Sugar cane was brought to Spanish America very early on (Christopher Columbus’ father-in-law was a sugar-cane producer in the Canary Islands) and directly took inspiration from the Mediterranean model. In fact, Columbus suggested in one of his letters that the local populations he had come across could be put to work on the plantations. The resistance of the American-Indian populations actually made this impossible, forcing producers to turn towards the African slave-market, to which Europe, and particularly Portugal, had easy access.

Thus, the relationship between sugarcane/plantation/slavery developed on the basis of an economic logic that was part of a long history. This link then grew with the development of what was called the ‘plantation society’, taking on racial connotations, since slaves and masters had different origins.

The plantation, an agro-industrial structure

Unlike tobacco or coffee, sugar cane presents growers with an imperative: the cane must be processed to produce sugar in the short term, meaning that it does not really lend itself to small-scale production, as it necessitates achieving a minimum volume to make it economically viable. Apart from the purely agricultural work, it also implies an investment in premises, equipment and infrastructures, purposely made for extracting sugar. Economic viability requires the refinery to receive a continuous supply of fresh sugar cane adapted to its processing capacities, which encourages the growing of sugar cane at the expense of any other crop. The harvesting of sugar cane implies the use of an abundant labour force in order to maintain the pace and prepare the appropriate quantity of sugar cane to be crushed by the refinery. Various innovations enabled refinery-owners to process more and more sugar cane, encouraging monoculture at the expense of all other crops. Consequently, refineries, and later sugar processing plants, tended to take over more and more land and turn to sugar cane, meaning a larger labour force and investment in new and more expensive equipment.
Apart from this phenomenon of land concentration, over the years, competition between the most efficient structures led many refineries to close down, with ever-increasing concentration and following a momentum where the agro-industrial activity of sugar-cane plantations prefigured the emergence of industrial capitalism.

The economic organisation of the plantation influenced the whole structure of the society, as the plantation literally became its matrix, characterized by certain fundamental attributes:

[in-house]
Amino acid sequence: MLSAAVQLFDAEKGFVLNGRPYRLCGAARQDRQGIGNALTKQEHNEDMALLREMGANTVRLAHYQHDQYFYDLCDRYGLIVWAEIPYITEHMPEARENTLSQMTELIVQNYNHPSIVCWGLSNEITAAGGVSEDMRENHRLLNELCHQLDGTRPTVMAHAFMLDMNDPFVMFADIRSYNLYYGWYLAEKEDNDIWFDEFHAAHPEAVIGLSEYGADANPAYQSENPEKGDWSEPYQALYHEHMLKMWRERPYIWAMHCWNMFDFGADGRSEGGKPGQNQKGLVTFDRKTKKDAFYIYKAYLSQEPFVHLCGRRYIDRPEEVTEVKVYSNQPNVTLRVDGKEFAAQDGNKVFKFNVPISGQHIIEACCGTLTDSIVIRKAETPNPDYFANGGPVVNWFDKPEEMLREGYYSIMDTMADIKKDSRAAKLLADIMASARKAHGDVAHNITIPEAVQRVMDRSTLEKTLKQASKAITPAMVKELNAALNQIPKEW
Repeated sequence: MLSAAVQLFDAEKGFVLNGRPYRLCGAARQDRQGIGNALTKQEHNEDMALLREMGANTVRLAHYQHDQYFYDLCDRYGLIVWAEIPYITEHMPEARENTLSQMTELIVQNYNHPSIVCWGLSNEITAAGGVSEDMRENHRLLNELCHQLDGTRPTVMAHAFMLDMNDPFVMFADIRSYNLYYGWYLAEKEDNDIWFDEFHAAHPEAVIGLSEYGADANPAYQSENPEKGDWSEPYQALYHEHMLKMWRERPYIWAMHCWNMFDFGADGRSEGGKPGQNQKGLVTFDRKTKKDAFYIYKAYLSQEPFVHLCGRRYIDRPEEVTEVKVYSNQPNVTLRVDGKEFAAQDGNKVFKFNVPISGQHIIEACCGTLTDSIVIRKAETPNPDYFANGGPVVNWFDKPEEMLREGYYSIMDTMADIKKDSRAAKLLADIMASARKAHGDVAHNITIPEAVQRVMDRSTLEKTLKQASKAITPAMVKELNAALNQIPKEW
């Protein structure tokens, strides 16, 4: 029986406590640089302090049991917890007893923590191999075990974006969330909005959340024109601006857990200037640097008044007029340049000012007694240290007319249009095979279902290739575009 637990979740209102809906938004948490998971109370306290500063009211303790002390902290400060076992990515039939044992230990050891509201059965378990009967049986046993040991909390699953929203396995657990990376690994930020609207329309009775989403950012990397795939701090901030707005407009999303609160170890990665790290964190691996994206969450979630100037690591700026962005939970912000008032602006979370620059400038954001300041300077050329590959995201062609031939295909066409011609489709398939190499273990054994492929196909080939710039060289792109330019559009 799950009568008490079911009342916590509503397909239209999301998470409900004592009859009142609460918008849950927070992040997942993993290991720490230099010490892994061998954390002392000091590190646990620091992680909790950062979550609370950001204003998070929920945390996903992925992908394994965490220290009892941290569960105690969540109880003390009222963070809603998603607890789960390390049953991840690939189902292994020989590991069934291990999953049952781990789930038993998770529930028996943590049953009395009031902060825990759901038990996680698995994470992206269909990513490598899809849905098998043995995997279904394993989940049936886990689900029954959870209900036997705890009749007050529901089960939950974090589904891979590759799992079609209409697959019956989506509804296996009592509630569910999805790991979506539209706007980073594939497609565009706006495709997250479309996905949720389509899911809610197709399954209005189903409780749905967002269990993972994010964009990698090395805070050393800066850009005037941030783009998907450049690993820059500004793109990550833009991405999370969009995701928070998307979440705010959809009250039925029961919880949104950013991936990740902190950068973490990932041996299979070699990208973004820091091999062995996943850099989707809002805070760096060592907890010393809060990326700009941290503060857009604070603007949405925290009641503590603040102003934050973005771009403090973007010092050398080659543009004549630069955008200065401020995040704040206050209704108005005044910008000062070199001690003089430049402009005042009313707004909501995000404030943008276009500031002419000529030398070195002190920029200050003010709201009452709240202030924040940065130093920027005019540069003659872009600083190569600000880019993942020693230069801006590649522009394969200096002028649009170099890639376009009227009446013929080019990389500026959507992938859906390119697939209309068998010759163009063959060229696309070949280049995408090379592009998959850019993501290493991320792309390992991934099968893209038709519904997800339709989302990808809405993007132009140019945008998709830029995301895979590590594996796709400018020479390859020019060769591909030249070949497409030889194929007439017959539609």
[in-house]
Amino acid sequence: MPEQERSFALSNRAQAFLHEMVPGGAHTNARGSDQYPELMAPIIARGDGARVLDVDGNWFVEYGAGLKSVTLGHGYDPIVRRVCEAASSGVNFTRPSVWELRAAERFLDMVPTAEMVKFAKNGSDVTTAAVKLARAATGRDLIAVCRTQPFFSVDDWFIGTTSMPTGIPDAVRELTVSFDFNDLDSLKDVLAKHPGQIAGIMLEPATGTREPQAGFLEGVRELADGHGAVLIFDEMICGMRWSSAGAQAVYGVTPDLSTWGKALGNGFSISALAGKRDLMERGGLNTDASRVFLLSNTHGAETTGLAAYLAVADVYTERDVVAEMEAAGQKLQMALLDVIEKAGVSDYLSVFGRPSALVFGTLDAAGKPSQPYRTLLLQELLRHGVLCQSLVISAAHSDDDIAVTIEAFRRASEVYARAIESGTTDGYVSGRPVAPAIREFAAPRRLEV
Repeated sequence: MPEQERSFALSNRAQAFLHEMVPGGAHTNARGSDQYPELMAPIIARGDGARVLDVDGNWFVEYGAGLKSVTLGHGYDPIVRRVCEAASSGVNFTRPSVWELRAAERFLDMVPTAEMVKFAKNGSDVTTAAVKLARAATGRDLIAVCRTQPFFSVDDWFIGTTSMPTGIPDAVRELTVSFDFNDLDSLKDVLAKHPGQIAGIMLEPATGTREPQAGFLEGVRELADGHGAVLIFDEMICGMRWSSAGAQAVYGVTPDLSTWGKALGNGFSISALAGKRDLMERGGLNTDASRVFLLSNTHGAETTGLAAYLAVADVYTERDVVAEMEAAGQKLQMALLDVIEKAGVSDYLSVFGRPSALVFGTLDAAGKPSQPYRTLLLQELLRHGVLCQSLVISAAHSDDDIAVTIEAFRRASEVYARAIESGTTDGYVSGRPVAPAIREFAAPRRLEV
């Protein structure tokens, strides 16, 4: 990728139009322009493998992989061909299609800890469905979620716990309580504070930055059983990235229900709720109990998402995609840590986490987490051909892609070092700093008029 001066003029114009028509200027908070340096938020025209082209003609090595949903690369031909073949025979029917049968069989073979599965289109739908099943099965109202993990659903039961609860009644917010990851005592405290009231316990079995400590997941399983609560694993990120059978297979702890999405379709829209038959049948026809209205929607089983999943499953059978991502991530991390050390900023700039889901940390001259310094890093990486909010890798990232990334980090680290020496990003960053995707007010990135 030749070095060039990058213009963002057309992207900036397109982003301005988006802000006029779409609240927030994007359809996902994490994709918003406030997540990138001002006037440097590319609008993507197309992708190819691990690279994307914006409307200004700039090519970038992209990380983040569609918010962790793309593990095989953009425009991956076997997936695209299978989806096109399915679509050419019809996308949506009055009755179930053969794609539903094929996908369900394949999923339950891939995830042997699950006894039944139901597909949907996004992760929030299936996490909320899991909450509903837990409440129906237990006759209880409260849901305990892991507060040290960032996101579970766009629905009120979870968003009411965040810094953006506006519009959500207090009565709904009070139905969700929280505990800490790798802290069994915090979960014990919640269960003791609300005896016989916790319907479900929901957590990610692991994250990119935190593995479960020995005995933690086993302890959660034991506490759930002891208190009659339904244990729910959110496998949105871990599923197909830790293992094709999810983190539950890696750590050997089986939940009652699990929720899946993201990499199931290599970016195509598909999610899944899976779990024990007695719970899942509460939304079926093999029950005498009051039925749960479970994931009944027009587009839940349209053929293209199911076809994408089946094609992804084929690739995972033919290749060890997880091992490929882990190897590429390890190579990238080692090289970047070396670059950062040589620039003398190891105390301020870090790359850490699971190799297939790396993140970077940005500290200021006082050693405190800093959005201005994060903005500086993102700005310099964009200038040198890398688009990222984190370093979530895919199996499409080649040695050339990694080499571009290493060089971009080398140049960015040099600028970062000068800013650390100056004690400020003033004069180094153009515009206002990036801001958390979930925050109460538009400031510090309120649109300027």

– The existence of agricultural and industrial units centred around sugar production
– Sugar-cane producers owning huge portions of good-quality land in order to make the activity cost-effective
– A technology which, as it evolved, gave more and more importance to capital
– An abundant, cheap and readily available labour force. Originally based on the system of slavery, this was extremely limiting, due to the status given to the slaves. In the tropical islands, racial duality appeared with the organisation of slavery, leaving scars both in the flesh and in the history of the society, long after the abolition of slavery, a source of rifts in the society.
– A legal and political framework that would guarantee the social and economic hegemony of sugar-producers, leading this group to dominate the society, eventually forming an aristocracy (“Sugar makes you noble,” as the saying goes in the West Indies).

The above framework is far too general to be applicable throughout the meanders of history; over the years, each territory, each island, developed it in its own fashion, but the basic structure remained the same.

At the basis of this system were the family ‘estates’ (‘l’habitation’ in French, a word that remains in some forms of the Creole language), a basic unit of exploitation that pre-existed sugar cane. In his extensive thesis ‘La société d’habitation à la Martinique, un demi siècle de formation, 1635-168 (Estate society in Martinique, half a century of development, 1635-1685) Jacques Petitjean Roget explains how this basic type of agricultural holding, which developed from plots granted to new settlers arriving on the islands, was set up at the beginning of the colonisation of the West Indies: estates formed the basic unit of the new-born society. Throughout its progressive modifications, the estate left its mark on the landscape and on the society. To this day, certain family estates remain the foundation of sugar production.